MADELEINE KING MP
SHADOW MINISTER FOR TRADE
MEMBER FOR BRAND
6PR MORNINGS WITH GARETH PARKER
WEDNESDAY, 30 SEPTEMBER 2020
SUBJECTS: Australia’s trading relationship with China; The Government’s failure to diversify Australia’s trading relationships.
GARETH PARKER, HOST: On the opinion page of The Australian newspaper, the Labor Party's trade spokeswoman, Shadow Trade Minister Madeleine King, has made a couple of, I think, very interesting and worthwhile points to explore further. She says the China trade arrangement didn't happen by accident, that it was a long time coming. It took a lot of work, but equally, if we put all of our eggs in the China basket, we perhaps set ourselves up for problems in the future, whether that is sooner or later. Madeleine King is on the line. Good morning.
MADELEINE KING, SHADOW MINISTER FOR TRADE: Hi Gareth, how are you?
PARKER: I’m okay.
KING: The debate is pretty brutal isn't it?
PARKER: Yes, I know you’re a US politics aficionado, you've been keeping an eye on it?
KING: I was, I’ve turned it off five minutes ago to calm down quite frankly, they’re yelling at each other. It says a lot about what people don't like about some of the modern politics.
PARKER: I think that may be right. Are we too reliant on China?
KING: Well the truth is, Gareth, is that China is a market that we can't replace. And we built it as a nation and our leaders built it, corporate leaders as well, because we knew the potential a country that has the greatest population on the face of the earth. So we want to be part of this market and Australia and China have worked together hand in hand for decades, but as I said in my piece, that didn't happen at the snap of someone's fingers. It took a lot of effort by subsequent prime ministers, starting obviously with Whitlam, but also Bob Hawke put in a lot of effort and so did of John Howard. Where we are today, China is our largest trading partner and that's going to be the case for some time to come and I don't want people to have any misgivings about that. That's not a bad thing, but like everything we do, whether it's in our own personal savings or our superannuation, we should always seek to have other groups or countries to deal with, to have backup plans so to speak. And that's the point about diversification is that you need to have other places to trade should something go wrong.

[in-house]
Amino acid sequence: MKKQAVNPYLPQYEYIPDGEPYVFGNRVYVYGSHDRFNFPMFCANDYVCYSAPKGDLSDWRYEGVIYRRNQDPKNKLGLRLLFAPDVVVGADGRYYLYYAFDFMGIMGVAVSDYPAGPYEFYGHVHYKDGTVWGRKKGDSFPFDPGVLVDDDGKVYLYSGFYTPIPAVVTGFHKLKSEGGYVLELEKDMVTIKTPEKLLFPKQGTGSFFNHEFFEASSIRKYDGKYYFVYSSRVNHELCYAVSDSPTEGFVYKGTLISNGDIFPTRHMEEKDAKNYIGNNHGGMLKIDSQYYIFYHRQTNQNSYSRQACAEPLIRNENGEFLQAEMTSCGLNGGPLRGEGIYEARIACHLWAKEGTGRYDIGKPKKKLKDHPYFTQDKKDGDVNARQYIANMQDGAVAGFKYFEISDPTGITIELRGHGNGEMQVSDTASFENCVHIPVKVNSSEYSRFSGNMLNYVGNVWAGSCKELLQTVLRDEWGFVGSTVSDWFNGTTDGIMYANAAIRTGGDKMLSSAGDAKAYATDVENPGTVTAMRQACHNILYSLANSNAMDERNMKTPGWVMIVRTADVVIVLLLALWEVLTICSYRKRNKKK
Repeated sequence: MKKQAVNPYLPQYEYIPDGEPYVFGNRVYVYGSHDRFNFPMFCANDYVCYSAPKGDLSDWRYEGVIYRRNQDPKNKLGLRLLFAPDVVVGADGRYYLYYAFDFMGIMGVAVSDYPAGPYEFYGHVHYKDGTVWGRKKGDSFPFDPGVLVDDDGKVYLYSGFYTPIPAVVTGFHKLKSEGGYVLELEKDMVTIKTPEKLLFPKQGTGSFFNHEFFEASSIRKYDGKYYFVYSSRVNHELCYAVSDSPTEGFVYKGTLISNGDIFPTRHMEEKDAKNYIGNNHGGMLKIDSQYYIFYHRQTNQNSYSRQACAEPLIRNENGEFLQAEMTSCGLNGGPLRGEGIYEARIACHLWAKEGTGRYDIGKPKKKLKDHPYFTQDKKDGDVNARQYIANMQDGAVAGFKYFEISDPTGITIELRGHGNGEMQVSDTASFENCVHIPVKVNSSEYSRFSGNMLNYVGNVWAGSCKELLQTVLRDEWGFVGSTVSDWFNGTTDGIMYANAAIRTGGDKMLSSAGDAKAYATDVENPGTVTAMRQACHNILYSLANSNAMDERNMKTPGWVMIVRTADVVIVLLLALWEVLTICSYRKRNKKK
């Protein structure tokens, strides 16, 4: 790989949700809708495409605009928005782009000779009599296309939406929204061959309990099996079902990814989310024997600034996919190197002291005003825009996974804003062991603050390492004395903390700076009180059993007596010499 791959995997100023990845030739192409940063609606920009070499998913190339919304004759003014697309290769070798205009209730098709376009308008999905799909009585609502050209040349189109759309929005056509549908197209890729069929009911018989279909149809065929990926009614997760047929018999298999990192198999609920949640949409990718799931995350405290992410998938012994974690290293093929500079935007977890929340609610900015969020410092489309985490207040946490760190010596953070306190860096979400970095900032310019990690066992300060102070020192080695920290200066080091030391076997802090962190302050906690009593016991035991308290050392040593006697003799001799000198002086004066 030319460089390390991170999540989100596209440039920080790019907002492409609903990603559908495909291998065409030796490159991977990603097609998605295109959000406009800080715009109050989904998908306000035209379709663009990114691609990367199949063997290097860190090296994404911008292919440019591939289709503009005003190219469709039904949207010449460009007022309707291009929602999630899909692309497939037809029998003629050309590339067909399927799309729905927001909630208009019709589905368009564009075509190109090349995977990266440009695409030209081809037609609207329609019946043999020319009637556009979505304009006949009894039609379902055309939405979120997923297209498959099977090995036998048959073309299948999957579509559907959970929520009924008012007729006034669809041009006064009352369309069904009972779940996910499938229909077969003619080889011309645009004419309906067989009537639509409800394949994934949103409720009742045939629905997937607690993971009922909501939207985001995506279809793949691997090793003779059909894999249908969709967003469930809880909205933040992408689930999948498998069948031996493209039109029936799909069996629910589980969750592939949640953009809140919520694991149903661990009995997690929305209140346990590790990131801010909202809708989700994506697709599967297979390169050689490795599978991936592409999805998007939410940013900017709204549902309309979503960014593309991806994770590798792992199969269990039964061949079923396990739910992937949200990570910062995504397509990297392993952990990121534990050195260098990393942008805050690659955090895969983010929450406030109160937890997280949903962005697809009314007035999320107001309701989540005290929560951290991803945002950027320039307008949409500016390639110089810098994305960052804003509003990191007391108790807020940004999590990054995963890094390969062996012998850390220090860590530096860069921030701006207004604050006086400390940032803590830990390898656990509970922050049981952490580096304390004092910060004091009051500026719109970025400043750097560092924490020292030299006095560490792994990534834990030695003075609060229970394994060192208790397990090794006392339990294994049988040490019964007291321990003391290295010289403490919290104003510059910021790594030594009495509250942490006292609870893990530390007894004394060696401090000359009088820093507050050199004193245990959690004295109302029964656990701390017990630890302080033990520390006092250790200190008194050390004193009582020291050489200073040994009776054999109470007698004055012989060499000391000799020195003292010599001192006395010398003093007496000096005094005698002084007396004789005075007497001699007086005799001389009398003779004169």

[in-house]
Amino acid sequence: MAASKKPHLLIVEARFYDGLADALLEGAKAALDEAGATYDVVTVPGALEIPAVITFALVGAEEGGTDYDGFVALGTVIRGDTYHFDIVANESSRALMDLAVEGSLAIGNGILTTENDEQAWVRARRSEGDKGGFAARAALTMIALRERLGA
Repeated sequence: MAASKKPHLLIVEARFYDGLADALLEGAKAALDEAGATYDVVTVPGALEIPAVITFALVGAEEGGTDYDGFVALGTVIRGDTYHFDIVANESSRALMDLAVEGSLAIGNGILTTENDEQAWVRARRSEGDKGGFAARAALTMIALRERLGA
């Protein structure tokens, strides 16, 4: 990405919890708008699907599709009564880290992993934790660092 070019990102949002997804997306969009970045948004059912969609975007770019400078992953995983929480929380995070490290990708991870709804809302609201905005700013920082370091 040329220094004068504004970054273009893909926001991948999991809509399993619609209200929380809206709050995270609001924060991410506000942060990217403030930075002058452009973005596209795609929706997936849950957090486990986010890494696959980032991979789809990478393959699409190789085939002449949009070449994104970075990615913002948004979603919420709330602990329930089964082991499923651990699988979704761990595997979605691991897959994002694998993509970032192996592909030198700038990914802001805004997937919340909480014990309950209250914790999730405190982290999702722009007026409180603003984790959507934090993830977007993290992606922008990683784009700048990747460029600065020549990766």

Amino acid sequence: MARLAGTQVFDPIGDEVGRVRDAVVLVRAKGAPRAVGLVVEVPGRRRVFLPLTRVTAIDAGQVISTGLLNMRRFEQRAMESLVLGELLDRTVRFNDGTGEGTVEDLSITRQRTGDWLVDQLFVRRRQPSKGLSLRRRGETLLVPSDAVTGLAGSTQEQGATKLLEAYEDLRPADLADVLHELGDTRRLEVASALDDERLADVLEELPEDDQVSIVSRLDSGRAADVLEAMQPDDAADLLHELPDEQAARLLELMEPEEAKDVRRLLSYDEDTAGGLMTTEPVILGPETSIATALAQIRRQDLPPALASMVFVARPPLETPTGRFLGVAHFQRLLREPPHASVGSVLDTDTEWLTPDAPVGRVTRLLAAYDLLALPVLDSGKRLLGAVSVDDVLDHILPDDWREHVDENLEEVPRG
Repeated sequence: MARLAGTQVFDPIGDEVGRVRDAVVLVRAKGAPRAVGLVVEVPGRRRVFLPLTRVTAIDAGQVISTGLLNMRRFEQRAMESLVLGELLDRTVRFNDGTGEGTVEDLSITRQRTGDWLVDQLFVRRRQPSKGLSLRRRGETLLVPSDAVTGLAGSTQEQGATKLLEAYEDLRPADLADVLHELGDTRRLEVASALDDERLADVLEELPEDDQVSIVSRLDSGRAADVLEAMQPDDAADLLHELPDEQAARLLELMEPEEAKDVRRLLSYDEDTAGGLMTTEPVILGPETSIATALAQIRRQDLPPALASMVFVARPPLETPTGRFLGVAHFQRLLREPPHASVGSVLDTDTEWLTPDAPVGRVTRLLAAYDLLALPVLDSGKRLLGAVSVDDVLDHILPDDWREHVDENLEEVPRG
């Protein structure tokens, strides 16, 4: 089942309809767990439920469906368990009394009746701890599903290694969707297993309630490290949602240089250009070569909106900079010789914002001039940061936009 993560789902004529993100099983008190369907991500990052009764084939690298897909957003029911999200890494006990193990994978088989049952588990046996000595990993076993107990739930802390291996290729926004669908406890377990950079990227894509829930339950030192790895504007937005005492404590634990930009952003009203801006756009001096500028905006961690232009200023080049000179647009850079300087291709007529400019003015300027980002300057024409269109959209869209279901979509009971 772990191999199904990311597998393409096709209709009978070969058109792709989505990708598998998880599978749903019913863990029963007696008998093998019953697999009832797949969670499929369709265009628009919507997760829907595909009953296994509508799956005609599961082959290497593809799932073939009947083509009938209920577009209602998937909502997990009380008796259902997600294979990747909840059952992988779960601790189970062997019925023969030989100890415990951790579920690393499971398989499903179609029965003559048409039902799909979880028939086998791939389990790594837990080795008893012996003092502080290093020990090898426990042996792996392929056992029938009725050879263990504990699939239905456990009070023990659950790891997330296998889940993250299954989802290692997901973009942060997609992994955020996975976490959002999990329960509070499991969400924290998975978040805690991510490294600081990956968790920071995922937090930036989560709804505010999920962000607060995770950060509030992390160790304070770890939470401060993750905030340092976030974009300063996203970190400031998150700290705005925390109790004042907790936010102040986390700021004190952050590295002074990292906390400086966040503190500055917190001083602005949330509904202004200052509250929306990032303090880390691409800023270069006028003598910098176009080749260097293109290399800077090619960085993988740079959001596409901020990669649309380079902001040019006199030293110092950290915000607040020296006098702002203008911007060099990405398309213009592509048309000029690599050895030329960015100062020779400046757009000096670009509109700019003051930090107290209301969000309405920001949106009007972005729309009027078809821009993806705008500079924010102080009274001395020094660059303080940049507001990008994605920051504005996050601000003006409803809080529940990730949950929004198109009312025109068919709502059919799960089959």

And it's not just to do with the nature of the relationship now, it's at a pretty low ebb our relationship with China. But the facts are that its demand for some of our bulk commodities are going to plateau. And this is not me saying this. BHP has modelled that, they think by the second half of this decade, the 2020s, that the demand for iron ore will plateau. So in the face of that kind of modelling and that evidence, we should be and should have for many years, seeking to strengthen economic ties and trading relationships with our near neighbours like Indonesia and India. So that's my point Gareth, and that's what I make in the article today.
PARKER: So is the point that you have to build those relationships now in the expectation that they bear fruit several years hence.
KING: Absolutely. And you know, there's been a lot of good people working on these relationships for many years and the Australia Indonesia Business Council and the Australia Indian Business Council, these are groups that have been working very hard and diaspora communities as well. But without government leadership and drive, a real push behind these efforts, it's hard for the country to gain momentum and really solidify these trading relationships. So you need a leader to be there, be in the negotiations for flagship-type enterprises. And I make the point that our government, the current government has been in power for seven years with different prime ministers, but they've got roadmaps and been given roadmaps for how to pave a relationship with India, for example, through the Peter Varghese report. Now two years later, they haven't implemented that. And the flagship of that, of our relationship with India, was promoting higher education. Yet our higher education sector is not being supported through this COVID crisis, and some universities are going to suffer terribly from the recent changes.